There was a moment of silence and then we all burst out with laughter.

“Too many butts!” Connor hollered, rolling onto the floor.
“Butts!” Cayden repeated, just to say the word.
“Butts!” Connor shouted again for good measure.

“Ok!” I finally caught my breath. “You can see the butts, and they are taking over the whole world, right?”
“Yes.” they answered in unison through closed eyes, big grins, and deep breaths.

“See what your imagination can do? Your mind can create amazing pictures and events. But is it the truth? Are a bunch of butts really taking over the world?”
We looked at each other for a moment and then started laughing again.

They were laughing at all of the butts that they could still see in their minds.
I was laughing at the urge to blow my whole point with an ironic, political twist.

“Well?” I asked through giggles. “Are butts taking over the world?” (Yes!)
“No,” Cayden answered, holding her tummy from the muscle burn. “Butts are not taking over the world. That’s silly.”

I looked over towards my son who was still trying to recover from the laugh-fest. “Connor? Are they taking over the world?”

“No,” Connor answered, “No they aren’t.”
After a deep breath, he turned to his sister and continued,
“So Cayden, if we chose to speak what is on our minds right now, we would not be speaking the truth. See Cayden? Do you see how they aren’t the same thing?”

“Yes. I see,” she answered with apparent understanding.

“So, that’s what I meant. I don’t speak my mind, I speak the truth,” he said, putting a period on his point.

In an effort towards closure (or just to end with a bit of sophistication) I got their attention again and said,
“Kids, I love how you both use your inventive minds. What we just shared together was so beautiful. Remember, you can always share your imagination with me because I love every bit of your creativity.”

I paused for emphasis and then continued with even more passion,
“Connor and Cayden, outside of ‘play’, I absolutely LOVE how you speak the truth. You are truthful people, and that is precious to me.”

We smiled at one another, absorbing the emotion in the air.

I intentionally made solid eye contact with each child moving from Connor’s eyes to Cayden’s, and then back to Connor’s again.
Our smiles grew stronger with each shared second, and the silence in the room was a warm hug over the moment.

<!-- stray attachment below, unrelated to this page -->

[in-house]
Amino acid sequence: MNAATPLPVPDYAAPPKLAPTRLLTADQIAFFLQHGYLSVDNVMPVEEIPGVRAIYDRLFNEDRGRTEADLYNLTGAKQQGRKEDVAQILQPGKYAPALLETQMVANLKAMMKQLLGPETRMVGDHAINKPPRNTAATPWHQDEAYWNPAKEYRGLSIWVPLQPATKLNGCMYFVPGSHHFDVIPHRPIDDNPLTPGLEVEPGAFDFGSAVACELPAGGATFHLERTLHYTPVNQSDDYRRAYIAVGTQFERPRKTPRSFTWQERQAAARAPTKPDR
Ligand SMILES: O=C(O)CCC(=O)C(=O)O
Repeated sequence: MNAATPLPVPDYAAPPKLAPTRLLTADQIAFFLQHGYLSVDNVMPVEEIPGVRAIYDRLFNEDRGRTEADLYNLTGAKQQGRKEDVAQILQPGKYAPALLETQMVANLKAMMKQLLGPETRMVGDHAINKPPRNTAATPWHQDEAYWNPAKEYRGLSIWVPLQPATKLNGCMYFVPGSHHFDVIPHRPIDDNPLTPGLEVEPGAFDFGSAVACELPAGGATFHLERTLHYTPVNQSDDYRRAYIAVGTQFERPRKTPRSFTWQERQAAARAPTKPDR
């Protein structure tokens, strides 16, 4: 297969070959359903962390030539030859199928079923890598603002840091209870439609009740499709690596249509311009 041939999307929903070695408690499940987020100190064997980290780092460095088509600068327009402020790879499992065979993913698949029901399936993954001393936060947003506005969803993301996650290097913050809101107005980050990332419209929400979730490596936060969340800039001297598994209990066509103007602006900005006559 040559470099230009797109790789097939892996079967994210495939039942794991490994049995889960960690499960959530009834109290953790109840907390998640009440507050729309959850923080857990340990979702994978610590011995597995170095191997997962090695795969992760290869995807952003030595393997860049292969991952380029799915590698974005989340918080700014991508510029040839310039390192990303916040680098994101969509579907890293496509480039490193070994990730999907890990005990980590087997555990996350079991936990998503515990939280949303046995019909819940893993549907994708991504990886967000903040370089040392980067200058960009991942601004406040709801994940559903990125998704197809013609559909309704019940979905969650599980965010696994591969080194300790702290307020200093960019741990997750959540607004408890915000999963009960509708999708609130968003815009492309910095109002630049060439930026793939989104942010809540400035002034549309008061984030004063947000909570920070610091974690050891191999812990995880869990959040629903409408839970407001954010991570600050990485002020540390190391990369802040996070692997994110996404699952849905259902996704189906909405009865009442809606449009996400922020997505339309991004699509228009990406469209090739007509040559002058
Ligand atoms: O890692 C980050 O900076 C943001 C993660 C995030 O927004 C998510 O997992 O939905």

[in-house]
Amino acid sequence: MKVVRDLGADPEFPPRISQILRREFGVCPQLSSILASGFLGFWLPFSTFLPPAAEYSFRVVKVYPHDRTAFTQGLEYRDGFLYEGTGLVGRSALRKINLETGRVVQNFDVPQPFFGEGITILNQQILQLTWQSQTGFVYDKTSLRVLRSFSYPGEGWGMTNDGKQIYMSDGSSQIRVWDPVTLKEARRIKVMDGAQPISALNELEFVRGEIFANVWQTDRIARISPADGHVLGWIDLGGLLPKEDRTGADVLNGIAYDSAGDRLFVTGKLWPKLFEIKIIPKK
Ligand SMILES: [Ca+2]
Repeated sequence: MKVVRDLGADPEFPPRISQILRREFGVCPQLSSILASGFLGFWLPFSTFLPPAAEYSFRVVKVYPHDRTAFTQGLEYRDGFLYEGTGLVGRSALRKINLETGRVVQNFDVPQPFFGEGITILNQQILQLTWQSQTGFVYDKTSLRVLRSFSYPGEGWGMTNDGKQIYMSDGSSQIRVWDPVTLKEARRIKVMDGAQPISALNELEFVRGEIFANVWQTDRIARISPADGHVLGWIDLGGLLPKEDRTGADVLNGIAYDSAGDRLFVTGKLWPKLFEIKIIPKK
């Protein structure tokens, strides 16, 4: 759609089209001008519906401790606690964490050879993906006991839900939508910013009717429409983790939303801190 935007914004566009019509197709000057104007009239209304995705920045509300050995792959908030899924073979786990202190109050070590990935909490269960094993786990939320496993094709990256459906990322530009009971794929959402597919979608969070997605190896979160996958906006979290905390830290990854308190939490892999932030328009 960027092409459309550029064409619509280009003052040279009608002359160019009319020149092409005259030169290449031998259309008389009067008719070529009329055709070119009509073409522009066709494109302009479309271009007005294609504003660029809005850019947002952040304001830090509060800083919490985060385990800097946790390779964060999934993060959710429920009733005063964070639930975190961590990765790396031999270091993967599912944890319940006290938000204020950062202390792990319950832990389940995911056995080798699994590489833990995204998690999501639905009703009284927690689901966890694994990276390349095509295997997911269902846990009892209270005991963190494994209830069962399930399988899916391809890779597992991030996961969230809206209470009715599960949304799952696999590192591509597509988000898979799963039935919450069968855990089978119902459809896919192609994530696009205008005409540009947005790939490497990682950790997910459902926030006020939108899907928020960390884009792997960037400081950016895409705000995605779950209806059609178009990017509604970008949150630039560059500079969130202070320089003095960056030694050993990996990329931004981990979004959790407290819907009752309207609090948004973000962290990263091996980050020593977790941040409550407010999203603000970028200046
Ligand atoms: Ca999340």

Then, Connor turned to his sister, smiled really big and shouted, “Butts!”
And they both fell out laughing at the “sophistication” of it all.

The Chair and the Sponge Sharing Project

I want to tell you about a sentimental potato-based sourdough yeast sponge.

But first I need to tell you about a chair…

IMG_0030

Like most girls, when I was little I had a miniature doll set. Most of the pieces were correct to scale, but I did have a few random pieces that were too big for the “world”. One of those random pieces, was a small grey living room chair. It was purchased separately and was too big to really fit into the fantasy, but I loved the markings on it, and I smiled each time I looked at it. So no matter what anyone else said, it stayed in the set, and we played and played.

Time went on, and I grew up, eventually giving away different parts of the doll set until it was basically gone. It’s funny how I ended up keeping the “odd” pieces, though. And of course I kept the chair. It was thrown into a box marked “special things” and over the next few years, it was moved around in the basement of my parent’s house. That chair became one of those possessions you forget about until a day comes when you open a box and suddenly you are flooded with beautiful memories from your past. And that would have happened to me someday in the future, but my brother had a different idea.

One night, my brother and his wife invited all of the family members over to their new home for dinner. So, from different parts of the state, we all made our way up to his home, bringing our assigned dishes and gifts for the impromptu house warming. Sitting down for dinner, I was admiring the decor when my eyes caught the trinkets on the center piece of the dining room table. Placed among a bunch of random items was my little grey living room chair. As if he was watching me, waiting for me to see it, my brother spoke through a wide eyed grin, “You see your chair there, Carole?”

Feeling a bit confused as the memories of playing with that chair started rushing back into my head, I answered, “Well, yes. That’s my chair. What is it doing here?”

He said, “Well, I know how much you liked that chair.”

Thinking of how many times, as a young girl I had told him not to touch that chair, I said, “Yeah. So what is it doing here?”

He continued, “I remember many times playing with you and those toys. Do you remember when I wanted to use that chair for my batman action figure?”

Re-living that moment, I answered, “Yeah. And I said, ‘Absolut-’”

“You said, ‘Absolutely not!”” He had interrupted my dramatic point. “You were serious about that chair!” he said, smiling at me. Then, he looked over to his wife and said, “You wouldn’t believe how serious she was about that chair!”

She smiled, and I could tell that she had heard this story before.